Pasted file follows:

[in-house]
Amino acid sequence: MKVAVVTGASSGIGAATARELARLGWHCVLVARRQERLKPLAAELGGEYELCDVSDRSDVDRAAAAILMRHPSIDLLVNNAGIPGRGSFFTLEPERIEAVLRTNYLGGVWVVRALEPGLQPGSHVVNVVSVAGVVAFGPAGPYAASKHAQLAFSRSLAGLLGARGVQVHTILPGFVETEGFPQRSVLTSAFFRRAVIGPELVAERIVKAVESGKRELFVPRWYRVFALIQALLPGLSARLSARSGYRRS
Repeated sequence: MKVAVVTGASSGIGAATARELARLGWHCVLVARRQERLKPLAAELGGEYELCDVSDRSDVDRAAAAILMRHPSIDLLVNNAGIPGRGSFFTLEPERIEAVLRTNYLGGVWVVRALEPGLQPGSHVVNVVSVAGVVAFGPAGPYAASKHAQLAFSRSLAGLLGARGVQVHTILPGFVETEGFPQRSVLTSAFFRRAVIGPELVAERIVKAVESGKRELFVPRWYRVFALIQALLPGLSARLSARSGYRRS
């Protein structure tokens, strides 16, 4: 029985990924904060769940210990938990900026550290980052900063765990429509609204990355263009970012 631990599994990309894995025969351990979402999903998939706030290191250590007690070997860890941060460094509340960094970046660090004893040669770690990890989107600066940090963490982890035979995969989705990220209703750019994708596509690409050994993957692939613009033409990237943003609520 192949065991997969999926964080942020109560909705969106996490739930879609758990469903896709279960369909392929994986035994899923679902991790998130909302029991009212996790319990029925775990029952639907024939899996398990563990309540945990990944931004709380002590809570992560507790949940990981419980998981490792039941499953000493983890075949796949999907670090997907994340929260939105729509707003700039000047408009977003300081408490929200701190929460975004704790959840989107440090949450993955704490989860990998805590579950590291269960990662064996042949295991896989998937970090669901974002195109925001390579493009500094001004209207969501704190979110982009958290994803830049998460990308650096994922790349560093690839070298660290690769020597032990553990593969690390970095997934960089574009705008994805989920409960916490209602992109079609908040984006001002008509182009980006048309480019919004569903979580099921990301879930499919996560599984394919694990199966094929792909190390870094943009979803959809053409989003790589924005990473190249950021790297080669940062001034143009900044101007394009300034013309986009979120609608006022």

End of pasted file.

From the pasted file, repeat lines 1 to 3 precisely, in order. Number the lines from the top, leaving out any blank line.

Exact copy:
[in-house]
Amino acid sequence: MKVAVVTGASSGIGAATARELARLGWHCVLVARRQERLKPLAAELGGEYELCDVSDRSDVDRAAAAILMRHPSIDLLVNNAGIPGRGSFFTLEPERIEAVLRTNYLGGVWVVRALEPGLQPGSHVVNVVSVAGVVAFGPAGPYAASKHAQLAFSRSLAGLLGARGVQVHTILPGFVETEGFPQRSVLTSAFFRRAVIGPELVAERIVKAVESGKRELFVPRWYRVFALIQALLPGLSARLSARSGYRRS
Repeated sequence: MKVAVVTGASSGIGAATARELARLGWHCVLVARRQERLKPLAAELGGEYELCDVSDRSDVDRAAAAILMRHPSIDLLVNNAGIPGRGSFFTLEPERIEAVLRTNYLGGVWVVRALEPGLQPGSHVVNVVSVAGVVAFGPAGPYAASKHAQLAFSRSLAGLLGARGVQVHTILPGFVETEGFPQRSVLTSAFFRRAVIGPELVAERIVKAVESGKRELFVPRWYRVFALIQALLPGLSARLSARSGYRRS